We look in vain for this tone of fierce outrage against social injustice in the females of Frankenstein, but in the Creature, we find a worthy descendant of Jemima, the passionate voice of rage protesting his exclusion from society and his loneliness. Like Jemima, he is by nature benevolent but is forced to his criminality by injustice. Mary Shelley's decision to make the Creature male does not violate the spirit of Wollstonecraft since it is clear from the "Dedication" to Talleyrand in Vindication of the Rights of Woman that her arguments for woman's rights and duties are for all humans and are part of her commitment to a war against all forms of social tyranny. But although the Creature does speak in the spirit of Wollstonecraft, this spirit is qualified, throughout his narration, by the caution and doubts of Mary Shelley's own attitudes and temperament.

As well, the tension between the victim and the social order which Mary sets up in Frankenstein resembles a typically Godwinian situation which H. N. Brailsford describes as "a persistent nightmare, in which a lonely individual finds arrayed against him all the prejudices of society, all forms of convention, all the forces of law."20 But Godwin ensures that our sympathies remain with the oppressed individual. In the Preface to Caleb Williams or Things As They Are (1794), Godwin claims that the novel is a "vehicle" to {424} teach a "valuable lesson." He is well aware that there are two opposing perspectives: "one party pleads for reformation and change, the other extols in warmest terms the existing constitution of society," and he sets out to demonstrate the despotism of "things as they are."21 In his novel, we repeatedly find the same thematic pattern: Caleb, an innocent man, becomes an outcast persecuted and pursued by the socially-respectable Falkland until Caleb turns malicious himself and, as he sees it, "murders" Falkland. Old Collins' goodness becomes tainted when he chooses to accept society as it is rather than to sacrifice the "comforts" of his life by inquiring into the injustices done to Caleb.22 Among the thieves, who had "cast off all control from established principle" and were "uninvolved in the debilitating routine of human affairs," there is "benevolence," "generosity" and, above all, "energy."23 And, by the end of the novel, Caleb realizes that even Falkland was a noble spirit until the "wilderness of society" which is "a rank and rotten soil from which every finer shrub draws poison as it grows" corrupted him.24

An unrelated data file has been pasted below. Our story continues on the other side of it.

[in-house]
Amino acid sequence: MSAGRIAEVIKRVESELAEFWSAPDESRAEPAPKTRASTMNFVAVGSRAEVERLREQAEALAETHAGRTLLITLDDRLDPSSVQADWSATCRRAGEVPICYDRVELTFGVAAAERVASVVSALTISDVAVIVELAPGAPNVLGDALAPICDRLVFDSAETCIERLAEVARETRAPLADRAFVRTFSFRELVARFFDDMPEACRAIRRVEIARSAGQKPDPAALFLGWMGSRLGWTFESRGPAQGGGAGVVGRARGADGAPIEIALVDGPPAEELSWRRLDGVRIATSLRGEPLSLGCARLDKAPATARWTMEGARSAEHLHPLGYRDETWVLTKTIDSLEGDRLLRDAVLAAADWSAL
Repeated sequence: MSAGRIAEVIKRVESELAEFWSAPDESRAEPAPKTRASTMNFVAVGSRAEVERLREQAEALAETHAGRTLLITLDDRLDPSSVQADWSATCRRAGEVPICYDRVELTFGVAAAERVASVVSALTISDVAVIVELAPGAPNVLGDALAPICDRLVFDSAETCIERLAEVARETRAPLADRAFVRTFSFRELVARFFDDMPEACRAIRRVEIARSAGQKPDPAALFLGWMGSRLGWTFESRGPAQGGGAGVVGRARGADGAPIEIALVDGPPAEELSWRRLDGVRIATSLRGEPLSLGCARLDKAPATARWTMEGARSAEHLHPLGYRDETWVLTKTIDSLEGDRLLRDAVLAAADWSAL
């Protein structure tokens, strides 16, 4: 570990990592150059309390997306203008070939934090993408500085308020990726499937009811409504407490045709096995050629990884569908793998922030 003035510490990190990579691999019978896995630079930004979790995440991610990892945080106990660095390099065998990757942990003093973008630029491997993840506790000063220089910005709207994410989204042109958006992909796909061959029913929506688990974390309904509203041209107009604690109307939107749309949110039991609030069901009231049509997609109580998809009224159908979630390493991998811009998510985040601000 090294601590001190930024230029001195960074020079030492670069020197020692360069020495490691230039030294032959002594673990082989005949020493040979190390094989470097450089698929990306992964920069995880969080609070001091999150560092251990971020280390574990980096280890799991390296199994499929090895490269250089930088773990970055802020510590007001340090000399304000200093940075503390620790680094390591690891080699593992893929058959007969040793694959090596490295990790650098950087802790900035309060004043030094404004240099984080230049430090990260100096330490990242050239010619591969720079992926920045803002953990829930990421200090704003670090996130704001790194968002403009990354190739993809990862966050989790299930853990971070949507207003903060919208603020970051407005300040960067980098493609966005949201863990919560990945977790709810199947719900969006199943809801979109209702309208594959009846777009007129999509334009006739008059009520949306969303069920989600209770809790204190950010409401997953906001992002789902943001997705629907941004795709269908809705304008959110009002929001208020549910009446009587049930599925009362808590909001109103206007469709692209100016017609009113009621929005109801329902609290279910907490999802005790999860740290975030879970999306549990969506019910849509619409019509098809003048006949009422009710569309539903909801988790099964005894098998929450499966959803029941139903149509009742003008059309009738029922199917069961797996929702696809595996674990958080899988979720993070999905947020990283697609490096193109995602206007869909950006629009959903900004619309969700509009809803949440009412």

This is the moral which seems to emerge from the Creature's own history: initial benevolence is poisoned by an unjust society. But it is important to remember while considering the Creature's perspective that Frankenstein also provides Victor's perspective from which the Creature's actions are constantly condemned. To Victor, the Creature represents irrational, anti-social behaviour; Victor even calls the Creature his own "vampire" spirit (F:VIII, 80). On the other hand, Victor praises Elizabeth as the protector of the social order; she is "the living spirit of love." Because the Creature is the destroyer of Elizabeth and all she represents, he is "monster," "fiend," "devil" to Victor. But even from the Creature's own perspective, Frankenstein does not provide a consistent Godwinian argument. Although the Creature often and vehemently defends his "crimes," it is not long before he will turn around and condemn himself, thus showing the extent to which he acquired his moral perceptions as well as his ability to speak and read, from eavesdropping on the DeLacey family. Before he found the three books he reads, "the cottage of my protectors had been the only school in which I studied human nature." The Sorrows of Werther reinforced his experiences of the domestic gentleness of the cottagers; Plutarch's Lives made him abhor vice in public affairs; only in Paradise Lost did he find that, though he tried to identify with Adam, Satan was "the fitter emblem of my condition" (F:XV, 130-32).

{425} Though his vindication and self-prosecution are intertwined in his narration, his arguments against the social establishment are still powerful. First, his viewpoint casts even further doubt upon the "innocence" of his victims. Indeed, he claims to be the victim. They are all self-satisfied partakers in a social system which thrives -- or better, which stagnates -- on excluding all wretches. The Creature is so grotesque, that, as Shelley observes, his rejection by such a society is a necessity: